Magic mushrooms promising for treatment resistant depression


The best way to learn how to do something, is to do it! We are six brand-new Elves who have spent the morning with Head Mental Elf André Tomlin, learning about using blogs to get the evidence out to you. We’re excited to bring you this summary, which showcases a new feasibility study that is the first of its kind. The authors, from Imperial College, investigated the safety and efficacy of using Psilocybin for people living with unipolar treatment resistant depression.

Psilocybin naturally occurs in the Psilocybe genus of mushrooms, or ‘magic mushrooms’, and is well known for its psychedelic properties. There is some evidence that psychedelic experiences may have antidepressant potential in human beings, but no previous clinical trials have tested psilocybin’s effect on depressive symptoms.

This study looked at how the use psilocybin alongside psychological support affected 12 people who had lived with depression for much of their adult life and had had little sustained response to previous treatments. The researchers hope the results of this small scale study will encourage further research in this area.

The feasibility study sought to pave the way for future research.

The feasibility study sought to pave the way for future research.


This small-scale, preliminary study examined the safety, feasibility and efficacy of psilocybin for people with major, treatment-resistant depression.

The study was done in 2015 with participants with moderate to severe, unipolar depression (17+ on the 21-item Hamilton Depression Rating Scale) which was treatment-resistant (no improvement after at least two courses of different antidepressants lasting at least 6 weeks within the most recent depressive episode).

Participants were recruited via GPs in North West London and via self-referral following study publicity, including presentations and media coverage.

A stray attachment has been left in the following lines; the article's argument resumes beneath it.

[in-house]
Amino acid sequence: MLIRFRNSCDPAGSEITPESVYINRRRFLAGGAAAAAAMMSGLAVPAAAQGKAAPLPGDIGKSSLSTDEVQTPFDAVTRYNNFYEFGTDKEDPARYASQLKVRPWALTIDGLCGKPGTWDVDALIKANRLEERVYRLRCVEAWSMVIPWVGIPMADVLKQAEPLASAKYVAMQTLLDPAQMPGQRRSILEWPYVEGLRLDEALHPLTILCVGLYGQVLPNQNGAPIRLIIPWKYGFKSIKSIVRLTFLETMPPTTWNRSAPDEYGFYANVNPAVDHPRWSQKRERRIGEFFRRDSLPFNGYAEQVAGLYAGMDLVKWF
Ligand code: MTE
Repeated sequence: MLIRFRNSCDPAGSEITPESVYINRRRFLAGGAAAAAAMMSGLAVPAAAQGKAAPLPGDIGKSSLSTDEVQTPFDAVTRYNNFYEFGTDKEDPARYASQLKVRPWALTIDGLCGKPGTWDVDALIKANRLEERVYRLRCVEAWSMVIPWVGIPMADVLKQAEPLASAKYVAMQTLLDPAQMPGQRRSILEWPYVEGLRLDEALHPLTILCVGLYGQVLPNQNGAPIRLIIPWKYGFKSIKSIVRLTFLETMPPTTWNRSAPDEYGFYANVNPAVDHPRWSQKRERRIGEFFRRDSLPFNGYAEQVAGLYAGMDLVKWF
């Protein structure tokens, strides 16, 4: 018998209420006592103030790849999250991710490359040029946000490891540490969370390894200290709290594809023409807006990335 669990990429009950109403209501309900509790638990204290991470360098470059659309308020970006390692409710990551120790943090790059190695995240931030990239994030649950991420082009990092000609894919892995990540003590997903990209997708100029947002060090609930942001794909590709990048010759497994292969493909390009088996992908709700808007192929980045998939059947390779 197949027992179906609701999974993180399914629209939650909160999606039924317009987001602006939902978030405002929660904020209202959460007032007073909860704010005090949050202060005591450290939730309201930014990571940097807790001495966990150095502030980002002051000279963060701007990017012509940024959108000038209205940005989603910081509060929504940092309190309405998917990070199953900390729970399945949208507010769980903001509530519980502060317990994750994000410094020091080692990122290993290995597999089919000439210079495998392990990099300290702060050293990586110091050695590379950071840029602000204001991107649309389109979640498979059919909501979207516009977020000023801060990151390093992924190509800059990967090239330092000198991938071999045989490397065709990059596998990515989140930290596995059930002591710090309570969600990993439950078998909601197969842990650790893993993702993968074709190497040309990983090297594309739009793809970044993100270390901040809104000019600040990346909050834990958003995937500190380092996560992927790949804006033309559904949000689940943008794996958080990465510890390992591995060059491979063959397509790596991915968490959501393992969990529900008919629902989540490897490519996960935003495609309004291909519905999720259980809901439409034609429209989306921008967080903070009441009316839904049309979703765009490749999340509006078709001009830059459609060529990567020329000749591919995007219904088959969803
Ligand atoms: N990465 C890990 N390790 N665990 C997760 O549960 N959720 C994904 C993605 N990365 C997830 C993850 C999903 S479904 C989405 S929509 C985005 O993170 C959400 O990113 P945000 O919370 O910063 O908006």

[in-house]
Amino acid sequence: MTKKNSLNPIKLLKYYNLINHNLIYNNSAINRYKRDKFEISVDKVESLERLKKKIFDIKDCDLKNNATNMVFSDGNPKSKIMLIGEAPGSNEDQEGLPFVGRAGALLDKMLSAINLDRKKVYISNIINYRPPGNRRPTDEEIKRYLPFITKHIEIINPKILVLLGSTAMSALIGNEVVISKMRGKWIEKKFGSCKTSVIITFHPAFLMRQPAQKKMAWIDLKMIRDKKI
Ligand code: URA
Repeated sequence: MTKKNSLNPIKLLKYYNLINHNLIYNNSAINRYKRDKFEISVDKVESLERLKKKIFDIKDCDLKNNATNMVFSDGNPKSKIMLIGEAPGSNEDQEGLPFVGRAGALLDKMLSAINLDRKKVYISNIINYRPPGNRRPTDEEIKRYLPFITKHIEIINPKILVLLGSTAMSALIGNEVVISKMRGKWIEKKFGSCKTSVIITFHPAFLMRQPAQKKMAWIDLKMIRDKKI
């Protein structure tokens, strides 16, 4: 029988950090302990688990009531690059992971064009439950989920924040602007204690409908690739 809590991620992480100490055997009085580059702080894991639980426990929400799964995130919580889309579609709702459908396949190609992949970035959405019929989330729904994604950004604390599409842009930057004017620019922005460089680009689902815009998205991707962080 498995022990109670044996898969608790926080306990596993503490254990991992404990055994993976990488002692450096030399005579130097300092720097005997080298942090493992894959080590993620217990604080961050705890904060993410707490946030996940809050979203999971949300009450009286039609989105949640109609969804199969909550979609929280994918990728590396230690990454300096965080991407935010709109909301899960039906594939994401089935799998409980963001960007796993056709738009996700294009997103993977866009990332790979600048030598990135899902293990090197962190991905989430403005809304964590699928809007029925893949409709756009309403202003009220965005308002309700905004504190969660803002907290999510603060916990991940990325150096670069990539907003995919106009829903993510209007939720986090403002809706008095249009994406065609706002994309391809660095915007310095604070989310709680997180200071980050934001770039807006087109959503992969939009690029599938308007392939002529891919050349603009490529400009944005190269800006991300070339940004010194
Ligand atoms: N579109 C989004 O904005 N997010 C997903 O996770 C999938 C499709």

The study participants were given two oral doses of psilocybin, 7 days apart. The first was an initial safety dose (10mg) and the second was a treatment dose (25mg). Both doses were given in a supportive environment at a research facility. During the dosing, participants listened to music while they sat or lay down on a ward bed. Two psychiatrists stayed with them for support, and the participants also received psychological support before and after the intervention. There was no control group in this study.

The study measured several outcomes:

  • Safety: Clinical monitoring for adverse events
  • Feasibility: Patient-reported subjective intensity of the drug’s effects
  • Preliminary efficacy: Mean change in severity of self-reported depressive symptoms using the Quick Inventory of Depressive Symptoms (QIDS) from baseline to 1 week after the high dose.
  • The QIDS was also measured at 2, 3 and 5 weeks, and 3 months.
  • Depression and anxiety were also measured with the HAM-D, MADRS, GAF, BDI, STAI-T, and SHAPS scales.

The study was reviewed and approved by the MHRA and a National Research Ethics Committee (London – West London), and registered with the ISRCTN (ISRCTN14426797).


The authors recruited 12 people. Ten of them self-referred to the study after hearing about it through the authors’ public outreach. Nine of the participants had severe or very severe depression; the other three had moderate depression.

Side effects

The participants all tolerated the intervention well. No-one needed tranquilising medication and only mild adverse effects were reported during and after the intervention:

During the intervention:

  • Anxiety (mostly mild) (n=12)
  • Transient confusion or thought disorder (n=9)
  • Mild and transient nausea (n=4)
  • Transient headache (n=4)
  • Mild and transient paranoia (n=1)

After the intervention

  • Subacute headaches lasting 1-2 days the day after the intervention (n=4).

Depression and anxiety

Participant and clinician-rated depression scores were both positive: all of the participants had reduced depression scores 1 week after the intervention, and most still had reduced scores after 3 months. For example, the QIDS score was mean=19.2 (SD=2.0) before the invention, dropped to mean=7.4 (SD=4.9) after 1 week, and rose to mean=10.0 (SD 6.0) after 3 months. Anxiety scores were also improved 1 week and 3 months after the intervention.

Although these trends were generally positive, the results for each individual were varied. After 3 months, five of the participants were in complete remission, according to the QIDS score, but one participant’s depression was worse and they were referred to their GP.

Psilocybin is a promising treatment for depression, but not yet something that can be recommended based on this evidence.

Psilocybin is a promising treatment for depression, but not yet something that can be recommended based on this evidence.

Strengths, limitations and implications for practice